Flint is a man-made disaster. For natural disasters, emergency funds are quickly made available. Victims of terrorist attacks are often compensated through funds for that issue. For man-made disasters, however, there are no funding vehicles. These situations can often be dealt with at a state or local level, such as VCF’s for victims of crime. The September 11th VCF was the first, and to date only federal VCF, and was created because the number of victims would have quickly overwhelmed local or state capacities. With 99,000 residents in Flint potentially exposed to lead poisoning, the size and scope of this man-made crisis can only be solved by a VCF.
Why can’t the people of Flint sue those who were responsible?
Numerous class-action lawsuits for Flint have been filed, but finding remediation through the courts can take years. Meanwhile, the people of Flint need help now, as providing care quickly and consistently is essential. In addition, while a lawsuit and VCF can both award damages to affected individuals, only a VCF can establish permanent health care and education services for victims, thereby creating a more comprehensive solution.
Can a family collect from the VCF and sue the guilty parties?
No, people would have to choose whether they wanted to seek remediation in the courts or through the VCF. As for punishing guilty parties, neither a VCF nor class action lawsuit deals with the guilt or innocence of individuals as both only seek to provide support to victims.
Where does the money come from and how will it be distributed?
Under the proposed legislation, the VCF will be financed by the State of Michigan and the Federal Government. An administrator will be chosen and clear parameters will be set on eligibility. Victims will receive direct compensation for their losses, with the administrator determining compensation for each individual. Lawyers representing victims will receive a percentage of the final settlement, but is expected to be less than would be received under a class action suit.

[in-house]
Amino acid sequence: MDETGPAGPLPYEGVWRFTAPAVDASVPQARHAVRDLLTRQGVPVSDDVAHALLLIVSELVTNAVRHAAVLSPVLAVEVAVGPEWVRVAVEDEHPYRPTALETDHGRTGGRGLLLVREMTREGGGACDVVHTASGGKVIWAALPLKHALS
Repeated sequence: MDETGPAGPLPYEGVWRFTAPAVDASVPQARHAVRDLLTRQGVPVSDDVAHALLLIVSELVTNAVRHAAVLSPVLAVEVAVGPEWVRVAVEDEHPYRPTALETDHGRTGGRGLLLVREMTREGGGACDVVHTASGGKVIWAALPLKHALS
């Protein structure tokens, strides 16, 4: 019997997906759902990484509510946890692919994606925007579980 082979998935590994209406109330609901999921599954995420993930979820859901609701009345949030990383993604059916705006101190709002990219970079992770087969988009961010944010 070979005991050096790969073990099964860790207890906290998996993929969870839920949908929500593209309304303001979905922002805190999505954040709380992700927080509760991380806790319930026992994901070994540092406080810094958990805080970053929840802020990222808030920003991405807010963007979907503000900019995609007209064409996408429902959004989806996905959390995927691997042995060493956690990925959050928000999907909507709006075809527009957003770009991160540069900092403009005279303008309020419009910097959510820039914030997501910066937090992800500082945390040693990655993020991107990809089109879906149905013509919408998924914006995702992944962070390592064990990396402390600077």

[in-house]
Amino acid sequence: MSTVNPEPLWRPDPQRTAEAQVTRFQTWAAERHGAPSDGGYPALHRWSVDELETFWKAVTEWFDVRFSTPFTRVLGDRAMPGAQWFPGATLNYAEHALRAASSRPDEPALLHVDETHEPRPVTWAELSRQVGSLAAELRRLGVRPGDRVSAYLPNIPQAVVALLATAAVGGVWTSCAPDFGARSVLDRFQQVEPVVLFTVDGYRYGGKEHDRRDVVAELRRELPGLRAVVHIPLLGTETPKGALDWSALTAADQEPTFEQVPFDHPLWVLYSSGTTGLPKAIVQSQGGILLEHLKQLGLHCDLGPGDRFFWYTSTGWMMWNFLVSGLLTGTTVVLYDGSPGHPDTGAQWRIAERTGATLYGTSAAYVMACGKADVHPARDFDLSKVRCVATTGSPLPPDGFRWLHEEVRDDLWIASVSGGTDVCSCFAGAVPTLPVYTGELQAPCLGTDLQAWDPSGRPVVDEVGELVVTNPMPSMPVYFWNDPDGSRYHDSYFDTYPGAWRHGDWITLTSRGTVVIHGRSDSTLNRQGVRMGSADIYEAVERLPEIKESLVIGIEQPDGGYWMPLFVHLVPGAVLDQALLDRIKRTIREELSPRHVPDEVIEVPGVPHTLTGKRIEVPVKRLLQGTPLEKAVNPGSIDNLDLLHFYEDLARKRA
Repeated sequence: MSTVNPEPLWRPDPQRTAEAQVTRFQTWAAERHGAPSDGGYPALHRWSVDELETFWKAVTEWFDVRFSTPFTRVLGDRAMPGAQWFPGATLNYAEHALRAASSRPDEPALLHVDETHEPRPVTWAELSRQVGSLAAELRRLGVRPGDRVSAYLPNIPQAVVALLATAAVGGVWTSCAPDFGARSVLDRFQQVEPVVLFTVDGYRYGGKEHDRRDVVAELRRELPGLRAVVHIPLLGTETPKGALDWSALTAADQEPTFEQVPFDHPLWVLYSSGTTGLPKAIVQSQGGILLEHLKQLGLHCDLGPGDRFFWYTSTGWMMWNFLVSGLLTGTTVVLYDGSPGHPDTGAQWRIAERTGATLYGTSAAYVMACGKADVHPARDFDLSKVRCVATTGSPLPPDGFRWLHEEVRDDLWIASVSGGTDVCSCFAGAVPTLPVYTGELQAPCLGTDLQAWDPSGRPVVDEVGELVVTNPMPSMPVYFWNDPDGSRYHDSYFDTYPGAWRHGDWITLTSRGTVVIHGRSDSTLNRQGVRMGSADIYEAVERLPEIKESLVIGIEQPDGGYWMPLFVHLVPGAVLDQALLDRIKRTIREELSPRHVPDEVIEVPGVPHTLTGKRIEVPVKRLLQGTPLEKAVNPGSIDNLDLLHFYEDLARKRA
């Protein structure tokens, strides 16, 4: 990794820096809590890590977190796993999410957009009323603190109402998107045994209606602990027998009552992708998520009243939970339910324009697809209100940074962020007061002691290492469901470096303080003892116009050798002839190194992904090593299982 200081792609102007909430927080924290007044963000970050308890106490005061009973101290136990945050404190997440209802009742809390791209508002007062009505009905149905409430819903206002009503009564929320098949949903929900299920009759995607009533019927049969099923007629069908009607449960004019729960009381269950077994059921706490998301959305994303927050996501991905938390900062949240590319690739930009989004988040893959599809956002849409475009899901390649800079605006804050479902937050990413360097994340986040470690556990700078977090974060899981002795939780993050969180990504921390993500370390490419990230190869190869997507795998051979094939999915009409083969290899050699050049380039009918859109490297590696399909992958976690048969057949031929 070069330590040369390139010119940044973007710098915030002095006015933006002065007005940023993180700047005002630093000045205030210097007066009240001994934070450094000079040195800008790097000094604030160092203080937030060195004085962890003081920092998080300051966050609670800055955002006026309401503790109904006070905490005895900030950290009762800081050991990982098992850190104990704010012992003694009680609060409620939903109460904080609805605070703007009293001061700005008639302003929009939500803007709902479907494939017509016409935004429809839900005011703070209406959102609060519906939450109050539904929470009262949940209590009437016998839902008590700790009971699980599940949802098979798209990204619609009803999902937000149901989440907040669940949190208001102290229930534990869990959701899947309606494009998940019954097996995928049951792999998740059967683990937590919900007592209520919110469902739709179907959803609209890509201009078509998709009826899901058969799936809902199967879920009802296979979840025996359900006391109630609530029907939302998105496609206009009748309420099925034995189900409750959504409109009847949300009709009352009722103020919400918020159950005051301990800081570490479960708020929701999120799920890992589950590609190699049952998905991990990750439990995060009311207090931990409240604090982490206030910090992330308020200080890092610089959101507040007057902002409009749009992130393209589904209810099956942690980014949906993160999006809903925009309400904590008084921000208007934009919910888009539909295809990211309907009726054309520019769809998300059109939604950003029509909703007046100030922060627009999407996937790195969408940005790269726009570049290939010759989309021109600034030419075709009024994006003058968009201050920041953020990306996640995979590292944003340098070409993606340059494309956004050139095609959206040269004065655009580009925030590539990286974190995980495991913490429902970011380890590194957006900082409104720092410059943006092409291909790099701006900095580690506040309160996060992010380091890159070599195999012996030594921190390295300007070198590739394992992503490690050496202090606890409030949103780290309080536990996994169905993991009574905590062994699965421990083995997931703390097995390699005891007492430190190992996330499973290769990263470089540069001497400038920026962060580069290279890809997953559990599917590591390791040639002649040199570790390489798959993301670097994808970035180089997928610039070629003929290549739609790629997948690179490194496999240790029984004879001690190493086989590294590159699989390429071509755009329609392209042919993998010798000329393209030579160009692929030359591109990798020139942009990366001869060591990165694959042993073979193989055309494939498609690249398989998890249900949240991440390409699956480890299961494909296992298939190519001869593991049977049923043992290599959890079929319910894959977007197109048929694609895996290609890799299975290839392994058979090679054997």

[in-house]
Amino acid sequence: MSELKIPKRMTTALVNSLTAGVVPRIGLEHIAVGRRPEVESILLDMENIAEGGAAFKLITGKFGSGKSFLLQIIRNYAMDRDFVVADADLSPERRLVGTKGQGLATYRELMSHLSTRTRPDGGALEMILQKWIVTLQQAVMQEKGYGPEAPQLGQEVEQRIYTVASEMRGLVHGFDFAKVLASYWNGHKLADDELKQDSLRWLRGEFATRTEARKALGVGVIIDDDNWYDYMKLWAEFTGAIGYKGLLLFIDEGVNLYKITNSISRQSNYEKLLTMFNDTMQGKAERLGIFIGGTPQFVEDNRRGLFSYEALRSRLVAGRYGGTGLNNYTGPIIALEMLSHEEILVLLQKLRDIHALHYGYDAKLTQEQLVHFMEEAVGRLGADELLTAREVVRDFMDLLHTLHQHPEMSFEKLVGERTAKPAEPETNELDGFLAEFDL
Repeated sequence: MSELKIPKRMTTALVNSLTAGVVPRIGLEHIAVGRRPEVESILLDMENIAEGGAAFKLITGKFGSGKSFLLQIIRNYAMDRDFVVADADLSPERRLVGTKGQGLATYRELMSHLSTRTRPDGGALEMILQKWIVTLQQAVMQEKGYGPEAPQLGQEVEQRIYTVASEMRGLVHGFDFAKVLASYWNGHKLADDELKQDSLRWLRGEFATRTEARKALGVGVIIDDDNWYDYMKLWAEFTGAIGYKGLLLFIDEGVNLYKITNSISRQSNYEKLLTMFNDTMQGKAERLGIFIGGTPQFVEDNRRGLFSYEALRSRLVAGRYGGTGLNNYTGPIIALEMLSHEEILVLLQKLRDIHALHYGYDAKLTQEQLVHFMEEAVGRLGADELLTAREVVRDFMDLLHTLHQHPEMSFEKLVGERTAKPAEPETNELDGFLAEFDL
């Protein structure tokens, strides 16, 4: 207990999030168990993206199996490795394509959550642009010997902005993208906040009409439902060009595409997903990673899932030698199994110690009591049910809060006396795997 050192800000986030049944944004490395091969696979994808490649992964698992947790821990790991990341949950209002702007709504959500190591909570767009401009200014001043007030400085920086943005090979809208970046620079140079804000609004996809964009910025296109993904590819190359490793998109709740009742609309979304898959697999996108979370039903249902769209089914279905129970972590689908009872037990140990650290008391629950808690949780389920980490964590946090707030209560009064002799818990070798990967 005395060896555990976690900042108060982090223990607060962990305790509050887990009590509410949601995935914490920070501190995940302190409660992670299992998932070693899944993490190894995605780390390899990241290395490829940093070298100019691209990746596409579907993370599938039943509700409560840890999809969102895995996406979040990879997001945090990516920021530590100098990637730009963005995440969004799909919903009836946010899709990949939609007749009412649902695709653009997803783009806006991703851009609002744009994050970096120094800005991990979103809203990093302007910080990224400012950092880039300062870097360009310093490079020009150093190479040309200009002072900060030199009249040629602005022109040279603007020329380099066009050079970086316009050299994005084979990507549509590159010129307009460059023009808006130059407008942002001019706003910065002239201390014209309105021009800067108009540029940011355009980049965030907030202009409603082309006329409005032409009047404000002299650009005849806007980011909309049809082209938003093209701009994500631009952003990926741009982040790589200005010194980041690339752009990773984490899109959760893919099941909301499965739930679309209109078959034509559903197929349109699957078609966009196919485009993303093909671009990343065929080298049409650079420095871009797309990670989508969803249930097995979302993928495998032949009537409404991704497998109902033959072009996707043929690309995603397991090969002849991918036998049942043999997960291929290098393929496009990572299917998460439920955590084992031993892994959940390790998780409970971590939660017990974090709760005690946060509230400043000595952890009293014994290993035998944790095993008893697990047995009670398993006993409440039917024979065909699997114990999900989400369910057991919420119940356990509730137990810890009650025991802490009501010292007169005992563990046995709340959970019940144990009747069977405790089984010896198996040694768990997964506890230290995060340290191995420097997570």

Lead is being found in a lot of water systems, so why does Flint need a VCF?
The situation in Flint is a crisis, and is far worse than elsewhere. According to Dr. Mark Edwards, a professor at Virginia Tech, Flint had the highest sustained level of lead he had seen in 25 years of work in the field. In other regions, lead in the water has been addressed as soon as it is discovered, but Flint officials covered up the situation for over a year, dramatically increasing the levels of lead and damage caused to the people of Flint.
Are there any bills in Congress that will deal with this?
Not really. The situation in Flint has two parts: people and pipes. There are no bills in Congress to address people’s medical and education needs or offer compensation for the very real damages they have incurred. As for pipes, the Water Resources Development Act (WRDA) is an important government fund that will provide replacement of municipal water pipes, but not pipes in the home. The water in Flint destroyed all lead water pipes, whether municipal or private. They must now all be replaced in order to stop further lead poisoning.